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The Way We Were

A worn album and single of the hit recording “Louie Louie” is seen in this photo. Jerry Dennon was only 23 when he brought five high school kids into a Portland, Oregon studio to record a song that would become one of the country’s most famous, a staple of fraternity parties and baseball stadium loudspeakers for decades to come. It’s now 56 years since the Kingsmen’s version of “Louie Louie” broke through on a black Boston radio station. In 2003, Dennon parted with his gold record of the hit and other mementos from the archives of Jerden Records, which helped popularize the garage-rock “Northwest sound” of the 1960s. (AP Photo/Elaine Thompson)

A worn album and single of the hit recording “Louie Louie” is seen in this photo. Jerry Dennon was only 23 when he brought five high school kids into a Portland, Oregon studio to record a song that would become one of the country’s most famous, a staple of fraternity parties and baseball stadium loudspeakers for decades to come. It’s now 56 years since the Kingsmen’s version of “Louie Louie” broke through on a black Boston radio station. In 2003, Dennon parted with his gold record of the hit and other mementos from the archives of Jerden Records, which helped popularize the garage-rock “Northwest sound” of the 1960s. (AP Photo/Elaine Thompson)

When the FBI investigated a rock-n-roll song

By THE HISTORY CHANNEL

Based on outcry from parents who bought into what may have started as an idle rumor, the FBI launched a formal investigation in 1964 into the supposedly pornographic lyrics of the song “Louie, Louie.” That investigation finally neared its conclusion on this day in 1965, when the FBI Laboratory declared the lyrics of “Louie Louie” to be officially unintelligible.

No one will ever know who started the rumor that “Louie Louie” was dirty. As written by Richard Berry in 1955, the lyrics revolve around a sailor from the Caribbean lamenting to a bartender named Louie about missing his far-away love. As recorded in crummy conditions and in a single take by the Kingsmen in 1963, lyrics like “A fine little girl, she wait for me…” came out sounding like “A phlg mlmrl hlurl, duh vvvr me” Perhaps it was some clever middle-schooler who started the rumor by trying to convince a classmate that those lyrics contained some words that are as unprintable today as they were back in 1963. Whatever the case, the story spread like wildfire, until the United States Department of Justice began receiving letters like the one addressed to Attorney General Robert F. Kennedy and dated January 30, 1964. “Who do you turn to when your teen age daughter buys and brings home pornographic or obscene materials being sold…in every City, Village and Record shop in this Nation?” that letter began, before going on to make the specific assertion that the lyrics of “Louie Louie” were “so filthy that I cannot enclose them in this letter.”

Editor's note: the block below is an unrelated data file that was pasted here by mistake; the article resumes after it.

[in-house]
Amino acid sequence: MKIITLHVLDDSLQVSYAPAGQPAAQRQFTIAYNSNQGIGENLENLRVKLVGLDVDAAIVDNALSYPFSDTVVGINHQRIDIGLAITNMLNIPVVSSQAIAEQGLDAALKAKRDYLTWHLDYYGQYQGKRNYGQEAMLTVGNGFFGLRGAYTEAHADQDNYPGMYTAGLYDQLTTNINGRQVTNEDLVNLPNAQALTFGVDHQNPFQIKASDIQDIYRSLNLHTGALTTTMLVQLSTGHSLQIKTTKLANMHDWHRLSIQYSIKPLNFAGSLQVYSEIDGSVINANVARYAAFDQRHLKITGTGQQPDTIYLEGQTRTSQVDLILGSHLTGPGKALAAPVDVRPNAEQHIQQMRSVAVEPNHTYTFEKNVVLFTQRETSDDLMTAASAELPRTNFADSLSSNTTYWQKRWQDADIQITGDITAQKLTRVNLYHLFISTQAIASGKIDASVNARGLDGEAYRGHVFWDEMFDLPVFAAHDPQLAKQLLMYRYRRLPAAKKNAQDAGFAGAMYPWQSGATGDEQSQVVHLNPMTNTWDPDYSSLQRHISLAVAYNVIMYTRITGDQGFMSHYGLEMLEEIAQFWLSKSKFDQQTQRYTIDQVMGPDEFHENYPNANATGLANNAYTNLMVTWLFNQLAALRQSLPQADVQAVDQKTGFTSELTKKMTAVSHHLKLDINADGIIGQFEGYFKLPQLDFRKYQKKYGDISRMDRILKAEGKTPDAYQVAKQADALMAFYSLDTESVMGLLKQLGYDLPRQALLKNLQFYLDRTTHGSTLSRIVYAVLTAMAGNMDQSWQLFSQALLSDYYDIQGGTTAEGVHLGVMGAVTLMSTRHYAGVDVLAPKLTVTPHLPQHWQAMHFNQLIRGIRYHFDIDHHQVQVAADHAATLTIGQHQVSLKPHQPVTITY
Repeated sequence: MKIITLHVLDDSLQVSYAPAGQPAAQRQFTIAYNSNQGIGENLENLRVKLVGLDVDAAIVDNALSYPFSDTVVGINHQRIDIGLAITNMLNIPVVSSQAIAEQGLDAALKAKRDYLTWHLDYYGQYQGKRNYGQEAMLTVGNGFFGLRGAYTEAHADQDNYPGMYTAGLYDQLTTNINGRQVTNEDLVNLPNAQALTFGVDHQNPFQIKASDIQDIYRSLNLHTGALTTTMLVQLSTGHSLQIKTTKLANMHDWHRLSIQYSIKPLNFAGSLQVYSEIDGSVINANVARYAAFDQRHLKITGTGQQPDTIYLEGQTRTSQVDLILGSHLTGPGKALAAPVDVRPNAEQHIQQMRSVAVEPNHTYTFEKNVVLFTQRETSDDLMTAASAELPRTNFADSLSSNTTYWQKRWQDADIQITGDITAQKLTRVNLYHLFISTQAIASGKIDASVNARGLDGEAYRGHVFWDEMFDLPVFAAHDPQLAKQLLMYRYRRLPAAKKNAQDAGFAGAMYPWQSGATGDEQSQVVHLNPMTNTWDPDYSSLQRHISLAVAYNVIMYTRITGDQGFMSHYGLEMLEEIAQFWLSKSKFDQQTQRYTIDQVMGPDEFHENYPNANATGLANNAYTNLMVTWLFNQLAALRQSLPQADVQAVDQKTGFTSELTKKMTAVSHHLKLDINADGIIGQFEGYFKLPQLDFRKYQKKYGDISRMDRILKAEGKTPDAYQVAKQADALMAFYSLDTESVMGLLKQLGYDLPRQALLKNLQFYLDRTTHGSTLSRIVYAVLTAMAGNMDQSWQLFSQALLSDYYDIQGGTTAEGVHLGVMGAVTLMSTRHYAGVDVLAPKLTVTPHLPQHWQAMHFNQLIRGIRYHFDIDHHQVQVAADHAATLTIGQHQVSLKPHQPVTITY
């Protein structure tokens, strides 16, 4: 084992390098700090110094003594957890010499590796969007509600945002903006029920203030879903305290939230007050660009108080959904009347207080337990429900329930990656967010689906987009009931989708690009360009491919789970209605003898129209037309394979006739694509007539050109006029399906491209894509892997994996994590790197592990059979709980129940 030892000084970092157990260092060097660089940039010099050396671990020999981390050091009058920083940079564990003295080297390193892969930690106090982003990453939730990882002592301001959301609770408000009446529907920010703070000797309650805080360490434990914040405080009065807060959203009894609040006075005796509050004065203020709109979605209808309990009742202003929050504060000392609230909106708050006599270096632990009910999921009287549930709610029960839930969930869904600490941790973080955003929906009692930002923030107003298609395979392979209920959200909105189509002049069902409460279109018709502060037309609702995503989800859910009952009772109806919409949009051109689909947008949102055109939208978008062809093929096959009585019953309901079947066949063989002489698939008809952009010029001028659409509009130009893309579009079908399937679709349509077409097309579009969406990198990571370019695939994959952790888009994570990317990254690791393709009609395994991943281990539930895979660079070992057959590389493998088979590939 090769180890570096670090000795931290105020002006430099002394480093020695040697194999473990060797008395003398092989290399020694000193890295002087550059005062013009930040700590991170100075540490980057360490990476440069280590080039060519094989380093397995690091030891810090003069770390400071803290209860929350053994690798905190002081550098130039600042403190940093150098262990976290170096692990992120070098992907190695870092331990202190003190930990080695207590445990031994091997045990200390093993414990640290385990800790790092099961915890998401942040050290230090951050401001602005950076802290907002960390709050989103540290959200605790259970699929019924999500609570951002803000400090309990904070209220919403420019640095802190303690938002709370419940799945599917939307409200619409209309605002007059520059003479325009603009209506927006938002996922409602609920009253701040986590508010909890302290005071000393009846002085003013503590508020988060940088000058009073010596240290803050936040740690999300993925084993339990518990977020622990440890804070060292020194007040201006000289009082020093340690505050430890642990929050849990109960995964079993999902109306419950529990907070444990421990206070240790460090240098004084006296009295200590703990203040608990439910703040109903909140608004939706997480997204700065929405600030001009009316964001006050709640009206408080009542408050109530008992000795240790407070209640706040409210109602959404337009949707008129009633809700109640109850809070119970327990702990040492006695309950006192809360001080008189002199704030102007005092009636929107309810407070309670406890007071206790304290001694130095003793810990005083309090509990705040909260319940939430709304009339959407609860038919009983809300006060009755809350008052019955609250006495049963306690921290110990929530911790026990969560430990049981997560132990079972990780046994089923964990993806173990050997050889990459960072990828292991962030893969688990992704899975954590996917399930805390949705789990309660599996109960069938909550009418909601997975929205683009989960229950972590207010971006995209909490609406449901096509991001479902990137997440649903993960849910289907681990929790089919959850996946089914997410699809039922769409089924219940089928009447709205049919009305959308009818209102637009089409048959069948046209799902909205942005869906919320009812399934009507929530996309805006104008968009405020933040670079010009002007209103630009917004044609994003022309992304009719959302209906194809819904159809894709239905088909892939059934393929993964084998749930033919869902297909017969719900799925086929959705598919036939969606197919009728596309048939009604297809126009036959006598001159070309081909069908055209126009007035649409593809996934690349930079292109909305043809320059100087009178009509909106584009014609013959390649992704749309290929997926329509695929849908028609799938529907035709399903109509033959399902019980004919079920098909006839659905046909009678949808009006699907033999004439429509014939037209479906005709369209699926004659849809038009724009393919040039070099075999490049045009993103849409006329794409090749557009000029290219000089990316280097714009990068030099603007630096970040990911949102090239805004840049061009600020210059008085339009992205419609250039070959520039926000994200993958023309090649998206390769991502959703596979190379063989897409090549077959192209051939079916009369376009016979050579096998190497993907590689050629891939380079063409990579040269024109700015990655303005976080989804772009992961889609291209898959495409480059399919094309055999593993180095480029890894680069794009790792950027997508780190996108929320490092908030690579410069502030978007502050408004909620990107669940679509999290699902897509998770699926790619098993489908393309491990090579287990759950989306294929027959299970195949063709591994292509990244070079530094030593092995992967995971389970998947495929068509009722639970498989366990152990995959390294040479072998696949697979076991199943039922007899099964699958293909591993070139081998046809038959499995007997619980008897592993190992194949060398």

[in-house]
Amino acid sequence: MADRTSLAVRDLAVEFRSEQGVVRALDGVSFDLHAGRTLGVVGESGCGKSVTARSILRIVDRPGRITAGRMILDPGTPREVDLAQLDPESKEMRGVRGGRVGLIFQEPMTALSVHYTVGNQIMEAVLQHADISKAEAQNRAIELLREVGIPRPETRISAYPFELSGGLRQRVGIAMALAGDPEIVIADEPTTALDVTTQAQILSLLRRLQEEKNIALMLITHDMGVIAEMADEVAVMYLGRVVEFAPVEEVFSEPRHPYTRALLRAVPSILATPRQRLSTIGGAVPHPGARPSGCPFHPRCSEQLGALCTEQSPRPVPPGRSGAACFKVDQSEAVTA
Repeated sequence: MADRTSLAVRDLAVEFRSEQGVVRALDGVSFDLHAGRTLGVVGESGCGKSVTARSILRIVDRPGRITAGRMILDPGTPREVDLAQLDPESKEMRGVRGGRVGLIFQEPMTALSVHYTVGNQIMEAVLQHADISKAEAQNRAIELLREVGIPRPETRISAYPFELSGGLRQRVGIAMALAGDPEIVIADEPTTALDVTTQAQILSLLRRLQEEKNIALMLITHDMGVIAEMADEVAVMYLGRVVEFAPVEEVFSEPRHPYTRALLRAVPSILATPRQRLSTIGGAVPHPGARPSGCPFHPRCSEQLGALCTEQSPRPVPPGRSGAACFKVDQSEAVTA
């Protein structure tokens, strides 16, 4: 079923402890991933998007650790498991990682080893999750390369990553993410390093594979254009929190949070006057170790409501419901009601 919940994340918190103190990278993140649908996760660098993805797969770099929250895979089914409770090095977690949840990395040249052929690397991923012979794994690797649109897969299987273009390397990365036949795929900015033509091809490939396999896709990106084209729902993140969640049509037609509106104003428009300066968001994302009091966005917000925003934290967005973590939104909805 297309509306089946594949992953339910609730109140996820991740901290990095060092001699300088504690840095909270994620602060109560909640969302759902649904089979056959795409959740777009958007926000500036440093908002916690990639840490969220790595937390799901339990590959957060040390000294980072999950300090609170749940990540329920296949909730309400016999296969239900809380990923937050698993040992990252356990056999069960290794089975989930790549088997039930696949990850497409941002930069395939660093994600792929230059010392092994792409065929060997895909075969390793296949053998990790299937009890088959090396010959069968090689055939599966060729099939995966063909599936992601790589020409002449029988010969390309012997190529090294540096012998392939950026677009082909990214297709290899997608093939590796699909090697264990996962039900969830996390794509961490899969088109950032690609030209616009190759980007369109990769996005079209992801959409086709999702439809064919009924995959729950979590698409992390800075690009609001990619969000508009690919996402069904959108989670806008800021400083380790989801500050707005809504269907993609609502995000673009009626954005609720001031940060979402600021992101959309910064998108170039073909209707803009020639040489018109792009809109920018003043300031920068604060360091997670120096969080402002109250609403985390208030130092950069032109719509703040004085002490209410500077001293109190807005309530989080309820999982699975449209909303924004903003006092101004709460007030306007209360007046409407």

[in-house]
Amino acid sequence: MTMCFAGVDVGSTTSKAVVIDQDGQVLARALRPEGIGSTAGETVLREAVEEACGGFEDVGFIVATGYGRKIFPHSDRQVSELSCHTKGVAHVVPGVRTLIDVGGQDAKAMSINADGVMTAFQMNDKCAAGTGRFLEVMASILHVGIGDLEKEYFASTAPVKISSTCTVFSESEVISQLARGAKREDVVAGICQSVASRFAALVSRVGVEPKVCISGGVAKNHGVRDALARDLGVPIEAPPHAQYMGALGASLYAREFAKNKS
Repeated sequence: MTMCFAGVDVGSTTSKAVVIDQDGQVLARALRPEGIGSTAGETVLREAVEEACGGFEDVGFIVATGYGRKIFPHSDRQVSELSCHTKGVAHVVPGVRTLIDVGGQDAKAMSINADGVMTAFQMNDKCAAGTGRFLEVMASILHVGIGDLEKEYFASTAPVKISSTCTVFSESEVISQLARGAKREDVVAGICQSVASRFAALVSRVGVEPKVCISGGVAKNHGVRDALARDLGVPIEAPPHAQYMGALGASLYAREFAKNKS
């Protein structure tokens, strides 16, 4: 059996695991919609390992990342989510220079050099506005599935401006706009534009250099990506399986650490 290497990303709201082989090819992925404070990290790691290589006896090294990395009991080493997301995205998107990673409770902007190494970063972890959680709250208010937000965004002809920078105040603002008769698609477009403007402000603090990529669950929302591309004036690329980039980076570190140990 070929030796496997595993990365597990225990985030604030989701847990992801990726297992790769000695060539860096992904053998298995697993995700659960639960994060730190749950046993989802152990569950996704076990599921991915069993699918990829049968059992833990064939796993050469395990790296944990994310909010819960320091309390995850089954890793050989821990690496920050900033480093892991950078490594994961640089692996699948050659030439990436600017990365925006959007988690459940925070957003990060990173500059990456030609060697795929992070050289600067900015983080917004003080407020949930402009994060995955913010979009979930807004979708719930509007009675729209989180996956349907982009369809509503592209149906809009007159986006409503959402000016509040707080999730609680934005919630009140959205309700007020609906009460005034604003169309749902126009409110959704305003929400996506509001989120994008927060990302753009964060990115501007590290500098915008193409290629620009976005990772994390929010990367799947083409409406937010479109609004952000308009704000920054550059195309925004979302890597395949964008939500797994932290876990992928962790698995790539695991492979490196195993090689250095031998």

Over the course of the next two years, the FBI gathered many versions of the putative lyrics to Louie Louie. They interviewed the man who wrote the song and officials of the record label that released the Kingsmen’s smash-hit single. They turned the record over to the audio experts in the FBI laboratory, who played and re-played “Louie Louie” at 78 rpm, 45 rpm, 33 1/3 rpm and even slower speeds in an effort to determine whether it was pornographic and, therefore, whether its sale was a violation of the federal Interstate Transportation of Obscene Material law. “Unintelligible at any speed” was the conclusion the FBI Laboratory relayed to the investigators in charge on this day in 1965, not quite exonerating “Louie Louie,” but also not damning the tune that would go on to become one of the most-covered songs in rock-and-roll history.


Clips from available Mountain Eagle pages since our founding in 1907

THURSDAY MAY 16, 1940

The Mountain Eagle’s “Graduation Edition of the Whitesburg High School” features front-page articles about Valedictorian Florence Irene Hale and Salutatorian Finley Noble, and photographs of the Whitesburg High School faculty, the Whitesburg High School Band and the Whitesburg High School senior class. The issue also includes an article about the Jenkins High School Senior Class Night Exercises.